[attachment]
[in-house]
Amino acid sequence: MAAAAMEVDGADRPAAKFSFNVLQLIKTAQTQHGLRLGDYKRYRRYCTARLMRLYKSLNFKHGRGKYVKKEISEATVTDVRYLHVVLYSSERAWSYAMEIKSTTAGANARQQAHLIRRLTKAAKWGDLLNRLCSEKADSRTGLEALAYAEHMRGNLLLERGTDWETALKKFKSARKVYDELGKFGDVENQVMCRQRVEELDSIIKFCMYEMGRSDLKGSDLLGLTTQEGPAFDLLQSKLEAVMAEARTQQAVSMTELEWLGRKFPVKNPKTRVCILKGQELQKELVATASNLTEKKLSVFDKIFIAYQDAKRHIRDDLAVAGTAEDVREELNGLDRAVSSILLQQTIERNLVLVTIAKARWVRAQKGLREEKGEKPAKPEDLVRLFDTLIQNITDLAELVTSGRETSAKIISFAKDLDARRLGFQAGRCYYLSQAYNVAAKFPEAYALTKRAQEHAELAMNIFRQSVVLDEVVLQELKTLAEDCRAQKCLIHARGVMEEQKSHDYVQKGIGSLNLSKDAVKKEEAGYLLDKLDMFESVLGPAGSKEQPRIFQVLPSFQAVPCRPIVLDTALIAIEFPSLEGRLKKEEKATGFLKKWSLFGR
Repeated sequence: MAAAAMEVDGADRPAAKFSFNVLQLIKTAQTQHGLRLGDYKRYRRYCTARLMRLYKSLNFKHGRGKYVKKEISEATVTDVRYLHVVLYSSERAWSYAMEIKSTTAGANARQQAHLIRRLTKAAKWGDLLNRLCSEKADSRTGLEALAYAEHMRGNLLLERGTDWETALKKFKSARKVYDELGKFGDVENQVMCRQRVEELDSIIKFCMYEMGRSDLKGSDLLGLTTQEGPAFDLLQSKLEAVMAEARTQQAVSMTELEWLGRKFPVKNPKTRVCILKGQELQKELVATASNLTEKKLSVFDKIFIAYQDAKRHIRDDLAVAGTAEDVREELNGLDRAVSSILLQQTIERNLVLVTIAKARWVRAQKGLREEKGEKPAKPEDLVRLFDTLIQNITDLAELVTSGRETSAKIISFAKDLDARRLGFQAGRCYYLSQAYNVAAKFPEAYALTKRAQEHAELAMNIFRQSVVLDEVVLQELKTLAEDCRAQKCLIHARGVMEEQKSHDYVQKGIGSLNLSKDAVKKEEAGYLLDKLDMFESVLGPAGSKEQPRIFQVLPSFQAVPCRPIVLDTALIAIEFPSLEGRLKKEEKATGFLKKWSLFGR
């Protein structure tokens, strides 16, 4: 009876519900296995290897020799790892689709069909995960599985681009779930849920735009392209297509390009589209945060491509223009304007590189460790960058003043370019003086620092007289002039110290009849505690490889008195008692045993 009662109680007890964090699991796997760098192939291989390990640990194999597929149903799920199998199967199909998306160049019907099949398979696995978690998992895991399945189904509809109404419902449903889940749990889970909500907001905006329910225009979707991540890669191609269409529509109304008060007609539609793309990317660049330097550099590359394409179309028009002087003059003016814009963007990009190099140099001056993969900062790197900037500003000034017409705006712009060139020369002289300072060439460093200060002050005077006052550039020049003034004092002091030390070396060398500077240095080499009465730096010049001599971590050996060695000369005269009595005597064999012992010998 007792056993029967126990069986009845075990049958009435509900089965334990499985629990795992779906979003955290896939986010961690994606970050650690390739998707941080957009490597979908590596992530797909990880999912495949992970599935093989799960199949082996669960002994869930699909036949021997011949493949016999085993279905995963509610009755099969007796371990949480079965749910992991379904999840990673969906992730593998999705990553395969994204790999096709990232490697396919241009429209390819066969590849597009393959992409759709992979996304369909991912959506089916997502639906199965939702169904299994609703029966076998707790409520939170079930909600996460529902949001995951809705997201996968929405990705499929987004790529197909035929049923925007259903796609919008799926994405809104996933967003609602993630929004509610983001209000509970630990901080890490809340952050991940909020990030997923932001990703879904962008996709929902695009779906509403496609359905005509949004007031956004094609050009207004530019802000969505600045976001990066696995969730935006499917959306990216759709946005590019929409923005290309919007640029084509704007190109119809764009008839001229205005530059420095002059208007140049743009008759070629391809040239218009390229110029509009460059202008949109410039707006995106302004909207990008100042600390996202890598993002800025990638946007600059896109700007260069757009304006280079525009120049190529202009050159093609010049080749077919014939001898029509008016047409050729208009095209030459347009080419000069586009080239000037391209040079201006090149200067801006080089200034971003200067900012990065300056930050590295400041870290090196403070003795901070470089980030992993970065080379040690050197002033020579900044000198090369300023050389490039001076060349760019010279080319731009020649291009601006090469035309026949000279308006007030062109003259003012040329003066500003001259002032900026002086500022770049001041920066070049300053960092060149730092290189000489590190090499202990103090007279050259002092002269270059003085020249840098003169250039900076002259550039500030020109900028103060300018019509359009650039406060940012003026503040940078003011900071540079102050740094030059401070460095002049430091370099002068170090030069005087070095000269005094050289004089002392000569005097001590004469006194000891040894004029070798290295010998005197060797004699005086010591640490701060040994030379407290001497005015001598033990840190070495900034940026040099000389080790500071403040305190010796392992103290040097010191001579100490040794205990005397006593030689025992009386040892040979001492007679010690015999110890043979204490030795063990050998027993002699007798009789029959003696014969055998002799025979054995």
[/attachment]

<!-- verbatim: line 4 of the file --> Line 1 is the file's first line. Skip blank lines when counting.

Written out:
């Protein structure tokens, strides 16, 4: 009876519900296995290897020799790892689709069909995960599985681009779930849920735009392209297509390009589209945060491509223009304007590189460790960058003043370019003086620092007289002039110290009849505690490889008195008692045993 009662109680007890964090699991796997760098192939291989390990640990194999597929149903799920199998199967199909998306160049019907099949398979696995978690998992895991399945189904509809109404419902449903889940749990889970909500907001905006329910225009979707991540890669191609269409529509109304008060007609539609793309990317660049330097550099590359394409179309028009002087003059003016814009963007990009190099140099001056993969900062790197900037500003000034017409705006712009060139020369002289300072060439460093200060002050005077006052550039020049003034004092002091030390070396060398500077240095080499009465730096010049001599971590050996060695000369005269009595005597064999012992010998 007792056993029967126990069986009845075990049958009435509900089965334990499985629990795992779906979003955290896939986010961690994606970050650690390739998707941080957009490597979908590596992530797909990880999912495949992970599935093989799960199949082996669960002994869930699909036949021997011949493949016999085993279905995963509610009755099969007796371990949480079965749910992991379904999840990673969906992730593998999705990553395969994204790999096709990232490697396919241009429209390819066969590849597009393959992409759709992979996304369909991912959506089916997502639906199965939702169904299994609703029966076998707790409520939170079930909600996460529902949001995951809705997201996968929405990705499929987004790529197909035929049923925007259903796609919008799926994405809104996933967003609602993630929004509610983001209000509970630990901080890490809340952050991940909020990030997923932001990703879904962008996709929902695009779906509403496609359905005509949004007031956004094609050009207004530019802000969505600045976001990066696995969730935006499917959306990216759709946005590019929409923005290309919007640029084509704007190109119809764009008839001229205005530059420095002059208007140049743009008759070629391809040239218009390229110029509009460059202008949109410039707006995106302004909207990008100042600390996202890598993002800025990638946007600059896109700007260069757009304006280079525009120049190529202009050159093609010049080749077919014939001898029509008016047409050729208009095209030459347009080419000069586009080239000037391209040079201006090149200067801006080089200034971003200067900012990065300056930050590295400041870290090196403070003795901070470089980030992993970065080379040690050197002033020579900044000198090369300023050389490039001076060349760019010279080319731009020649291009601006090469035309026949000279308006007030062109003259003012040329003066500003001259002032900026002086500022770049001041920066070049300053960092060149730092290189000489590190090499202990103090007279050259002092002269270059003085020249840098003169250039900076002259550039500030020109900028103060300018019509359009650039406060940012003026503040940078003011900071540079102050740094030059401070460095002049430091370099002068170090030069005087070095000269005094050289004089002392000569005097001590004469006194000891040894004029070798290295010998005197060797004699005086010591640490701060040994030379407290001497005015001598033990840190070495900034940026040099000389080790500071403040305190010796392992103290040097010191001579100490040794205990005397006593030689025992009386040892040979001492007679010690015999110890043979204490030795063990050998027993002699007798009789029959003696014969055998002799025979054995």